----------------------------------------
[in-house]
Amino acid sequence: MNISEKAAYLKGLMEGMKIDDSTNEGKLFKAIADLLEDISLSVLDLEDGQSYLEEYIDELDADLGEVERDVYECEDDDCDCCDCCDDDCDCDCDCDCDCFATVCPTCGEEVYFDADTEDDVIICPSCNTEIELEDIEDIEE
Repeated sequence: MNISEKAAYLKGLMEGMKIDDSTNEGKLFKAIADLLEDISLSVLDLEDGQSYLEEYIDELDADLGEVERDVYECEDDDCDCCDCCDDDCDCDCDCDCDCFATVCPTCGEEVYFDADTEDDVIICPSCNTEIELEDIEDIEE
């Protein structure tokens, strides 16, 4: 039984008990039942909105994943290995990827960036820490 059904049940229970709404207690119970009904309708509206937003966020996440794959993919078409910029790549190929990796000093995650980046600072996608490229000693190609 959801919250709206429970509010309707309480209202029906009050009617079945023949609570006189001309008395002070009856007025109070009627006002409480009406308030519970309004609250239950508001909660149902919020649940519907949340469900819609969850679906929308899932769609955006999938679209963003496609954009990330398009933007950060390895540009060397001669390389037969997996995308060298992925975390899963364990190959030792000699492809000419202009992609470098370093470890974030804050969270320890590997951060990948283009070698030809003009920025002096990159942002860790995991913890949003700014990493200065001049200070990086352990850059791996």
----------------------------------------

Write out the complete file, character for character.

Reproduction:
[in-house]
Amino acid sequence: MNISEKAAYLKGLMEGMKIDDSTNEGKLFKAIADLLEDISLSVLDLEDGQSYLEEYIDELDADLGEVERDVYECEDDDCDCCDCCDDDCDCDCDCDCDCFATVCPTCGEEVYFDADTEDDVIICPSCNTEIELEDIEDIEE
Repeated sequence: MNISEKAAYLKGLMEGMKIDDSTNEGKLFKAIADLLEDISLSVLDLEDGQSYLEEYIDELDADLGEVERDVYECEDDDCDCCDCCDDDCDCDCDCDCDCFATVCPTCGEEVYFDADTEDDVIICPSCNTEIELEDIEDIEE
């Protein structure tokens, strides 16, 4: 039984008990039942909105994943290995990827960036820490 059904049940229970709404207690119970009904309708509206937003966020996440794959993919078409910029790549190929990796000093995650980046600072996608490229000693190609 959801919250709206429970509010309707309480209202029906009050009617079945023949609570006189001309008395002070009856007025109070009627006002409480009406308030519970309004609250239950508001909660149902919020649940519907949340469900819609969850679906929308899932769609955006999938679209963003496609954009990330398009933007950060390895540009060397001669390389037969997996995308060298992925975390899963364990190959030792000699492809000419202009992609470098370093470890974030804050969270320890590997951060990948283009070698030809003009920025002096990159942002860790995991913890949003700014990493200065001049200070990086352990850059791996």